Posted Apr 14, 2010 07:07 pm CDT
To our delight, we learned that Tuesday was National Be Kind to Lawyers Day.
The special day of recognition for lawyers was the brainchild of Steve Hughes, a nonlawyer from St. Louis who’s worked for years consulting with lawyers on presentation skills. Tired of lawyer jokes and pity from friends who learned about his clientele, Hughes declared the second Tuesday in April to be National Be Kind to Lawyers Day.
Inspired by the holiday, we’d like you to compose a letter of thanks—a letter praising a specific lawyer, area of law or the profession in general for some positive outcome. Or better yet, share a letter from a client showing that there is real appreciation for the service lawyers provide.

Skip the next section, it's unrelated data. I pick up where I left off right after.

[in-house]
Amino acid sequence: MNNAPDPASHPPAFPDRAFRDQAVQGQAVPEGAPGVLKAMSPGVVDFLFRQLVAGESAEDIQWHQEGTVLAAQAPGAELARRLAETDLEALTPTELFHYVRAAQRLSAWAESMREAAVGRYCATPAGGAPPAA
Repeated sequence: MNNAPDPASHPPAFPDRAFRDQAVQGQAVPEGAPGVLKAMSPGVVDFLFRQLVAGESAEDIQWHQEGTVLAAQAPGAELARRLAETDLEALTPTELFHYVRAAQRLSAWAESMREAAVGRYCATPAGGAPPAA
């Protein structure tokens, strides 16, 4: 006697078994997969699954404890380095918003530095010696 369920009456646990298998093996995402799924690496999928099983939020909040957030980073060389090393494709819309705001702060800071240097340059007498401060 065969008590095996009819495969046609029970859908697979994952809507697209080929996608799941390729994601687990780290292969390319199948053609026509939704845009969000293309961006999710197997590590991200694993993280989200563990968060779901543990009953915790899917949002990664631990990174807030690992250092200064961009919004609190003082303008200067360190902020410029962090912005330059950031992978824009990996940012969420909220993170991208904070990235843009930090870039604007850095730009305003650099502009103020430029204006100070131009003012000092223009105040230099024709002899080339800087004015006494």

Share your letters in the comments below.
Read answers to last week’s question: Ever Had an Unpaid Law Internship? Hired an Unpaid Intern?
Posted by Bob Ellis: “My law firm and its predecessors have hosted about 30 foreign legal interns over the years, none of whom we have paid—mainly because their visas (usually B-1) do not permit them to be paid. Even if payment were permitted, we spend far more time training them than we could get back in money based on any hours they could bill. The purposes of the internships are for them to learn about U.S. law, for us to make long-term contacts with future foreign attorneys, and for everyone to have fun. The interns themselves often earn academic credit for their internships. Occasionally foreign interns produce excellent and useful research and analysis, but instead of billing it, we generally “no charge” it to clients. Our policy on foreign interns, including the fact that the internships are unpaid, is posted on our website at http://www.petersonellis.com/html/contact_us_interns.html. The program has been thoroughly enjoyable, and many lasting friendships and collegial relationships have resulted. We have occasionally hosted unpaid domestic pre-law interns as well, but only for very short periods of time.”